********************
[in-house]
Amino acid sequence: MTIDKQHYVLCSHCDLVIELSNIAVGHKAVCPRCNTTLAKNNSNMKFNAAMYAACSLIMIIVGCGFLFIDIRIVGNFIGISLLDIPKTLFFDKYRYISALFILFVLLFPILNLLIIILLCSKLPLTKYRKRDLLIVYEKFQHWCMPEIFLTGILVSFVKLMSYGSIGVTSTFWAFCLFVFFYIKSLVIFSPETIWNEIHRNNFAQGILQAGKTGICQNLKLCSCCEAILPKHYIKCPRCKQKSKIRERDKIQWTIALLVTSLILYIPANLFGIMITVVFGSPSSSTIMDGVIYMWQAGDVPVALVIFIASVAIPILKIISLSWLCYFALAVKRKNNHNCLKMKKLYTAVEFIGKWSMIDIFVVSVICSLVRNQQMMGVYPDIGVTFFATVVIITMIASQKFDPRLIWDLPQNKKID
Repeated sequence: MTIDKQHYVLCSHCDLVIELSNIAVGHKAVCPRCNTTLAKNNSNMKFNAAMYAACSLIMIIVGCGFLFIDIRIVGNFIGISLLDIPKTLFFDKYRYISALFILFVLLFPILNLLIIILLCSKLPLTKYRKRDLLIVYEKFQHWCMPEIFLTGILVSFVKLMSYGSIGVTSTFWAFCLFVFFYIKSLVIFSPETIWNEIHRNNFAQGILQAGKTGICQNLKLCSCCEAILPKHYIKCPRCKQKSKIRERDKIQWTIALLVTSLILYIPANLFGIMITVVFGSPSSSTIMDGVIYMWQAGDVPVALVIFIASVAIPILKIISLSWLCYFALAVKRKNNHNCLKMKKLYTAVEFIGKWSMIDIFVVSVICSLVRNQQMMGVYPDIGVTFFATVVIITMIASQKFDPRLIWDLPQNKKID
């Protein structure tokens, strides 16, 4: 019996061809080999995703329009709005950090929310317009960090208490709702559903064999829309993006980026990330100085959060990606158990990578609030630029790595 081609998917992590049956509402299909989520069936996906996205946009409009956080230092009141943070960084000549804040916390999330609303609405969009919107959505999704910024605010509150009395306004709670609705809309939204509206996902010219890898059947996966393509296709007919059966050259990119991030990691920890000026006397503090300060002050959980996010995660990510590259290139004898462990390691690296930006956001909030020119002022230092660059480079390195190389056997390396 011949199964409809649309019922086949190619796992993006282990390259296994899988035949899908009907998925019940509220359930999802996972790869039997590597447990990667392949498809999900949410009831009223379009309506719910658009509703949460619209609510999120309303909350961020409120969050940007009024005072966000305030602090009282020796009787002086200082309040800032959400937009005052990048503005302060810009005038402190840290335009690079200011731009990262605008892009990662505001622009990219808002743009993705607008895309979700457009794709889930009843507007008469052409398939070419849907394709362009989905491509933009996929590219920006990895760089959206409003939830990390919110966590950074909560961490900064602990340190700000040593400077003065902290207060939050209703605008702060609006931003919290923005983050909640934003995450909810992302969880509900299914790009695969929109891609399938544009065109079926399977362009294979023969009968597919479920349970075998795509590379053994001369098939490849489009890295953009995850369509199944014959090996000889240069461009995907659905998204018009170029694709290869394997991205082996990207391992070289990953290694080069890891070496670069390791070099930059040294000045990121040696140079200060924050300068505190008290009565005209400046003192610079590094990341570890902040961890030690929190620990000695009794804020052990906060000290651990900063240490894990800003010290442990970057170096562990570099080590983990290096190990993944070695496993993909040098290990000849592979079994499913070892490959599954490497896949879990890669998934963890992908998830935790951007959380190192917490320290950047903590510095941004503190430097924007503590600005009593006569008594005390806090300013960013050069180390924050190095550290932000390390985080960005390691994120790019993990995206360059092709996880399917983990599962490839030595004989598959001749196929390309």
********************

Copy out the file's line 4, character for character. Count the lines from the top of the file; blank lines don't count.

């Protein structure tokens, strides 16, 4: 019996061809080999995703329009709005950090929310317009960090208490709702559903064999829309993006980026990330100085959060990606158990990578609030630029790595 081609998917992590049956509402299909989520069936996906996205946009409009956080230092009141943070960084000549804040916390999330609303609405969009919107959505999704910024605010509150009395306004709670609705809309939204509206996902010219890898059947996966393509296709007919059966050259990119991030990691920890000026006397503090300060002050959980996010995660990510590259290139004898462990390691690296930006956001909030020119002022230092660059480079390195190389056997390396 011949199964409809649309019922086949190619796992993006282990390259296994899988035949899908009907998925019940509220359930999802996972790869039997590597447990990667392949498809999900949410009831009223379009309506719910658009509703949460619209609510999120309303909350961020409120969050940007009024005072966000305030602090009282020796009787002086200082309040800032959400937009005052990048503005302060810009005038402190840290335009690079200011731009990262605008892009990662505001622009990219808002743009993705607008895309979700457009794709889930009843507007008469052409398939070419849907394709362009989905491509933009996929590219920006990895760089959206409003939830990390919110966590950074909560961490900064602990340190700000040593400077003065902290207060939050209703605008702060609006931003919290923005983050909640934003995450909810992302969880509900299914790009695969929109891609399938544009065109079926399977362009294979023969009968597919479920349970075998795509590379053994001369098939490849489009890295953009995850369509199944014959090996000889240069461009995907659905998204018009170029694709290869394997991205082996990207391992070289990953290694080069890891070496670069390791070099930059040294000045990121040696140079200060924050300068505190008290009565005209400046003192610079590094990341570890902040961890030690929190620990000695009794804020052990906060000290651990900063240490894990800003010290442990970057170096562990570099080590983990290096190990993944070695496993993909040098290990000849592979079994499913070892490959599954490497896949879990890669998934963890992908998830935790951007959380190192917490320290950047903590510095941004503190430097924007503590600005009593006569008594005390806090300013960013050069180390924050190095550290932000390390985080960005390691994120790019993990995206360059092709996880399917983990599962490839030595004989598959001749196929390309």